You don't have to imagine that Fahrenheit 451 is being challenged by a special interest group, because historically this book has indeed been censored, challenged, and even banned. The American Library Association lists it as one of the Top 100 Banned or Challenged books from 2000 to 2009.
It is quite ironic for anyone to want to ban this title, since it is about a dystopian society where the government has banned all books. In an attempt to stop anyone from feeling offended, the government in the novel ends up silencing mixed viewpoints and different opinions. As books become illegal, the citizens become swept up in mindless television and radio programs. Captain Beatty tells Montag, the novel's protagonist:
If you don't want a man unhappy politically, don't give him two sides to a question to worry him; give him one. Better yet, give him none. Let him forget there is such a thing as war.
The people believe they are happy, but throughout the story we realize that they are really just blissfully ignorant. The censorship meant to protect them is actually harming them. Montag realizes this:
We have everything we need to be happy, but we aren’t happy. Something’s missing.
He begins to read, gaining new information and creative thoughts in the process. He is changed by the books and understands their importance in society. Through Montag, we see that it is better to have access to information and different viewpoints, and to learn from them rather than erase them.
Let's look at a real case study by Charles M. Ellenbogen, a teacher in Tennessee. He constructed a unit on censorship and used Fahrenheit 451 as a teaching tool. He tells us how the students were able to learn from the book:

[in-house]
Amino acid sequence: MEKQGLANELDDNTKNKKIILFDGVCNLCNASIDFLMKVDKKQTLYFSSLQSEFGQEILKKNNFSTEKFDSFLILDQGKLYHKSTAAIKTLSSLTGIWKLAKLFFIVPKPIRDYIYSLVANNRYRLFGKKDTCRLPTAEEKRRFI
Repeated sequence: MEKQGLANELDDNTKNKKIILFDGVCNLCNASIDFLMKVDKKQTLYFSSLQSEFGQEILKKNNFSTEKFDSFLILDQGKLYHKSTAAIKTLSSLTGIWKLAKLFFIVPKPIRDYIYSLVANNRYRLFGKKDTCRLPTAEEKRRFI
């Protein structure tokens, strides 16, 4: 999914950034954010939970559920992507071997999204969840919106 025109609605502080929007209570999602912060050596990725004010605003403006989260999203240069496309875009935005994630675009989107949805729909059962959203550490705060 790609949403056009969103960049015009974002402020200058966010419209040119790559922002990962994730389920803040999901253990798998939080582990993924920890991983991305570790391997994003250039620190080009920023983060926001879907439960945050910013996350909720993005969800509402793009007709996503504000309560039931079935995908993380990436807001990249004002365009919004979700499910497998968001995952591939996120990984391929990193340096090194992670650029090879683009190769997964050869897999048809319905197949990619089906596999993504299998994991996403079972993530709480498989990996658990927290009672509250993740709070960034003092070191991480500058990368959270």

Many of the students who had been in favor of some limited form of censorship suddenly resented the external authority that was not allowing them the opportunity to discover these books in class or in the school library.
The students realized that even if they did not agree with an idea presented in a book, they still wanted the freedom to read that book if they chose to. It is better to explore controversial material and engage in discussion in a safe classroom setting where students can learn from controversial material, instead of simply hiding it.
You might also want to cite the work of English teacher Jennifer Rossuck, who also uses banned books as tools for learning. She cites Bradbury's book as an excellent choice because it “frames the issues of the course beautifully: why might books be considered dangerous; freedom of speech and the consequences of losing it; and the role of technology in shaping society’s values.”
Fahrenheit 451 can thus be considered a strong learning tool for students.